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http://assets-s3.rollingstone.com/assets/images/album_review/thom-yorke-the-eraser-365177-1373407171.jpg The Eraser

Thom Yorke

The Eraser

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Rolling Stone: star rating
Community: star rating
5 4 0
July 10, 2006

Many people find Thom Yorke disturbing. And Thom Yorke seems to be one of them. On his excellent surprise solo album, The Eraser, he creeps himself out constantly, muttering about heartbreak amid waves of electronic keyboards. He doesn't have the rest of Radiohead to buoy him up – it's just a man and his laptop, with hardly any guitar. Yorke comes on as a Lieutenant Columbo of the psyche, rumpled and haggard, who always has just one more question. On The Eraser, he has some particularly barbed ones. "Are you only being nice because you want something?" he asks in the opening title tune. "Be careful how you respond/You might end up in this song." Like the rest of the album, it's intensely beautiful, yet it explores the kind of emotional turmoil that makes the angst of OK Computer or The Bends sound like kid stuff.

Yorke recorded The Eraser with Nigel Godrich and kept it a secret until Radiohead hit the road, so nobody would wonder if they were splitting up. The album could hardly sound more different from the superb new up tempo songs Radiohead are debuting on their current tour. Live, Radiohead are killing crowds with the Velvets-riffing "Arpeggi" and "Body-snatchers," or the Run-DMC tribute "15 Step," or the trimly rocked-out "Bangers 'n' Mash," which is even cooler than the classic Peter Sellers/Sophia Loren duet of the same name. But The Eraser is full of glitchy electro ballads, in the style of Kid A tracks like "Morning Bell" and "How to Disappear Completely." The structures are tighter than in Radiohead songs, centered on the vocals – fans hoping for ten-minute ambient dub doodles will be disappointed. Yorke's voice has never sounded so fragile; his melodies have never sounded so mournful. In a word, he sounds alone. And it wears him out.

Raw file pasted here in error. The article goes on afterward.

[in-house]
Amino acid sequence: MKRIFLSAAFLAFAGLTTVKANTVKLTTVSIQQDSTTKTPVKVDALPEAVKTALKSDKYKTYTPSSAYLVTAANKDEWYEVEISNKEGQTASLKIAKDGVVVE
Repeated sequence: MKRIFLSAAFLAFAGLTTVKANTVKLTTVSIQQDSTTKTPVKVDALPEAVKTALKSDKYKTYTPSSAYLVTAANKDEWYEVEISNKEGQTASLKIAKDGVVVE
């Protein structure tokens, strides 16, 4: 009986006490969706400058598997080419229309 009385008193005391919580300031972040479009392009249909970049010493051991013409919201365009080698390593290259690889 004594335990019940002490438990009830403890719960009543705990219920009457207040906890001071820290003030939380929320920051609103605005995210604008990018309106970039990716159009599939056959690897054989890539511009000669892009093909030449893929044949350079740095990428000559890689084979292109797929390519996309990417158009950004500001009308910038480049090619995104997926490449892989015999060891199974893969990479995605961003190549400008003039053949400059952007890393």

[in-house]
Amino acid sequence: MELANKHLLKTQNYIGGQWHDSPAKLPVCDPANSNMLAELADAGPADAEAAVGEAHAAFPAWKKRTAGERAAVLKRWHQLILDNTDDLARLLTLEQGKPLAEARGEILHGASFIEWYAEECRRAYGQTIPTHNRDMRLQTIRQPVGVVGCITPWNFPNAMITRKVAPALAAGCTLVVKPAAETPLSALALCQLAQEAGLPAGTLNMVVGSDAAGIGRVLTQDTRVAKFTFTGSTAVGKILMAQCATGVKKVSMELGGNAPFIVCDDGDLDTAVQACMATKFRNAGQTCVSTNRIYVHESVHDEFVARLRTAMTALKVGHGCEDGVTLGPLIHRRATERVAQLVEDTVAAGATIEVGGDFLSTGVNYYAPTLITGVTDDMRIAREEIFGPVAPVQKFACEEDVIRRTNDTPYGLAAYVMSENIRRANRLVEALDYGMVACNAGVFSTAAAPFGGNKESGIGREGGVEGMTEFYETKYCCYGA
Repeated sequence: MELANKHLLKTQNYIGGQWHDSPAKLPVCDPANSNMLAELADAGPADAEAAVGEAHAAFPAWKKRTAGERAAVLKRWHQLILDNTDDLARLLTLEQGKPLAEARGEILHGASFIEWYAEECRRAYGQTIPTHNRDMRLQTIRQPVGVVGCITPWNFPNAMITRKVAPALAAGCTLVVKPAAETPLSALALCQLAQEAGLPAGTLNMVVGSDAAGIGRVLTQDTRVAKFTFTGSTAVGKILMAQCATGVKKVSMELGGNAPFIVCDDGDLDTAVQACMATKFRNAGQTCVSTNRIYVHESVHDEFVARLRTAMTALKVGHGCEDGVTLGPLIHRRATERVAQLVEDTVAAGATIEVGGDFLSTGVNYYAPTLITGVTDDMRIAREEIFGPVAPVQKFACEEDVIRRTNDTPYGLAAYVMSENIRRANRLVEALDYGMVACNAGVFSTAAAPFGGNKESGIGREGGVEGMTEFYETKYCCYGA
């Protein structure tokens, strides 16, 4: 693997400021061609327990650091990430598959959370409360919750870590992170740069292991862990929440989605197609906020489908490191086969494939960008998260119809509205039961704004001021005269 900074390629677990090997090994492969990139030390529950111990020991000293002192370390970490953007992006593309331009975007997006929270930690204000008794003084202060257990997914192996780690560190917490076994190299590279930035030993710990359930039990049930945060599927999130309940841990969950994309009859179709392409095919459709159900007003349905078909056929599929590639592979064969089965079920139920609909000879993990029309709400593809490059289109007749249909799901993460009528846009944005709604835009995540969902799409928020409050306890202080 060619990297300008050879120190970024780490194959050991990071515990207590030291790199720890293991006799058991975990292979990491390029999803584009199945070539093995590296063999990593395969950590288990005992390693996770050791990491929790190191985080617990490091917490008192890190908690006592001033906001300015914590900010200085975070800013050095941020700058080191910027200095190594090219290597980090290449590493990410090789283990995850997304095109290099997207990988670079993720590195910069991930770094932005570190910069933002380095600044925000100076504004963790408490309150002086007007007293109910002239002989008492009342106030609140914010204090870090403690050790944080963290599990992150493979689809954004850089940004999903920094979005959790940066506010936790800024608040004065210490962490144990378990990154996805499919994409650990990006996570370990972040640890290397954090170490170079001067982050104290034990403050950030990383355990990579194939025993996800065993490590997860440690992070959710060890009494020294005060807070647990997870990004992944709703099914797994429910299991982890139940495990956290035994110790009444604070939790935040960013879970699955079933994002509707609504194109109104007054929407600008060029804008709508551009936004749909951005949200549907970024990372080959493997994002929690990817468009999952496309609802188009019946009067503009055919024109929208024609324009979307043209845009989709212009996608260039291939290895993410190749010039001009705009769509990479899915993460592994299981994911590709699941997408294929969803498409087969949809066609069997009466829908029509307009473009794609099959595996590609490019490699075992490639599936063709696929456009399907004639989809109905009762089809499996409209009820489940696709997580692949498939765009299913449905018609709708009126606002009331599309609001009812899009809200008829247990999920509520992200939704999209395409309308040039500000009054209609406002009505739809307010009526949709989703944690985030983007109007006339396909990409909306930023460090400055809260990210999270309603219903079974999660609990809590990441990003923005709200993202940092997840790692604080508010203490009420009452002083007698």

For the most part, these are sad love songs, maybe even breakup songs. They're pretty straightforward in the lyrics department, detailing a crumbling relationship full of bruises that won't heal. As Yorke puts it in "Black Swan," "You cannot kick-start a dead horse/You just cross yourself and walk away." Usually, when the word "you" comes up in a Radiohead song, it's aimed at some faceless symbol of our sick society. But in knockout tunes like "Atoms for Peace," "The Eraser" and "The Clock," Yorke seems to address an individual, somebody with whom he shares a complex emotional history. There's no percentage trying to read autobiography into Yorke's songs, or anybody else's – the question isn't whether they're about him, it's whether they're about you. So let's just say he sounds like he knows what he's talking about. You might have to go back to Side Two of David Bowie's Low to hear a guy delve so deep inside the well of synth-pop loneliness.

"And It Rained All Night" is a typical highlight – burbling synths, eerie percussion clicks, Eighties computer-game bleeps. And Yorke sings it exactly like Mick Jagger, which is weird. "The Eraser" has a broken stop-start piano sample, while Yorke vows, "The more you try to erase me/The more that I appear." "Black Swan" has a growling guitar line and snarling vocals, reminiscent of "I Might Be Wrong." But the peak is "Atoms for Peace," where Matmos-like synth static crackles as Yorke tries to decide whether to save his lover from herself or save her from him. No doubt these would have made excellent Radiohead songs. The Eraser is full of moments when you wait for the band to kick in, and it doesn't happen. It reminds you how much Radiohead thrive on their sense of collective creation – even at their most downbeat, their camaraderie gives off a life-affirming energy. Yet these aren't Radiohead songs, or demos for Radiohead songs. They're something different, something we haven't heard before. Lieutenant Yorke is asking new questions, looking for clues to the same old mystery: how to appear, incompletely.

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